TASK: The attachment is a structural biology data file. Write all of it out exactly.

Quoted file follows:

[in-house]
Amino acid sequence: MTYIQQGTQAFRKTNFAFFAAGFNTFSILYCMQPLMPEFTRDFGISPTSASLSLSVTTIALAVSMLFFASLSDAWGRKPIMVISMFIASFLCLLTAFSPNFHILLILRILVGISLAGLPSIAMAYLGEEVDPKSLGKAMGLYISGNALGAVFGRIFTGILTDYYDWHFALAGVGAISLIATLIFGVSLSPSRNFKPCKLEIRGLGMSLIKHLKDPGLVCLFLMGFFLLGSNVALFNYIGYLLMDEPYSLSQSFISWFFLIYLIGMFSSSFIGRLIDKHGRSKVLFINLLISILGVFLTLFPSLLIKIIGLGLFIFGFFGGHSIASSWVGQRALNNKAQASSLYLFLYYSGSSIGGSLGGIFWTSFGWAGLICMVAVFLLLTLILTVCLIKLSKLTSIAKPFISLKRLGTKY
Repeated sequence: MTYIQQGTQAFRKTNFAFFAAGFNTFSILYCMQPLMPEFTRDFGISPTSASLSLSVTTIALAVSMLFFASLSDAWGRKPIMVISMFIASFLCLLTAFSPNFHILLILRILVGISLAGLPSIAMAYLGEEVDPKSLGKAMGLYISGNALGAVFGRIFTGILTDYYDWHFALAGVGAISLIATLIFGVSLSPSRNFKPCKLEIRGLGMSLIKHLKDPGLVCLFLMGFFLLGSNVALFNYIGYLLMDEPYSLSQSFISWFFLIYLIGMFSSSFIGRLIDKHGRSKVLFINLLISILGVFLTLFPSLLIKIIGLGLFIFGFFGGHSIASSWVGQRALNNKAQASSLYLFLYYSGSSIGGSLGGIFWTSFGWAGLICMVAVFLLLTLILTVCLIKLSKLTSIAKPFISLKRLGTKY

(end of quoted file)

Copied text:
[in-house]
Amino acid sequence: MTYIQQGTQAFRKTNFAFFAAGFNTFSILYCMQPLMPEFTRDFGISPTSASLSLSVTTIALAVSMLFFASLSDAWGRKPIMVISMFIASFLCLLTAFSPNFHILLILRILVGISLAGLPSIAMAYLGEEVDPKSLGKAMGLYISGNALGAVFGRIFTGILTDYYDWHFALAGVGAISLIATLIFGVSLSPSRNFKPCKLEIRGLGMSLIKHLKDPGLVCLFLMGFFLLGSNVALFNYIGYLLMDEPYSLSQSFISWFFLIYLIGMFSSSFIGRLIDKHGRSKVLFINLLISILGVFLTLFPSLLIKIIGLGLFIFGFFGGHSIASSWVGQRALNNKAQASSLYLFLYYSGSSIGGSLGGIFWTSFGWAGLICMVAVFLLLTLILTVCLIKLSKLTSIAKPFISLKRLGTKY
Repeated sequence: MTYIQQGTQAFRKTNFAFFAAGFNTFSILYCMQPLMPEFTRDFGISPTSASLSLSVTTIALAVSMLFFASLSDAWGRKPIMVISMFIASFLCLLTAFSPNFHILLILRILVGISLAGLPSIAMAYLGEEVDPKSLGKAMGLYISGNALGAVFGRIFTGILTDYYDWHFALAGVGAISLIATLIFGVSLSPSRNFKPCKLEIRGLGMSLIKHLKDPGLVCLFLMGFFLLGSNVALFNYIGYLLMDEPYSLSQSFISWFFLIYLIGMFSSSFIGRLIDKHGRSKVLFINLLISILGVFLTLFPSLLIKIIGLGLFIFGFFGGHSIASSWVGQRALNNKAQASSLYLFLYYSGSSIGGSLGGIFWTSFGWAGLICMVAVFLLLTLILTVCLIKLSKLTSIAKPFISLKRLGTKY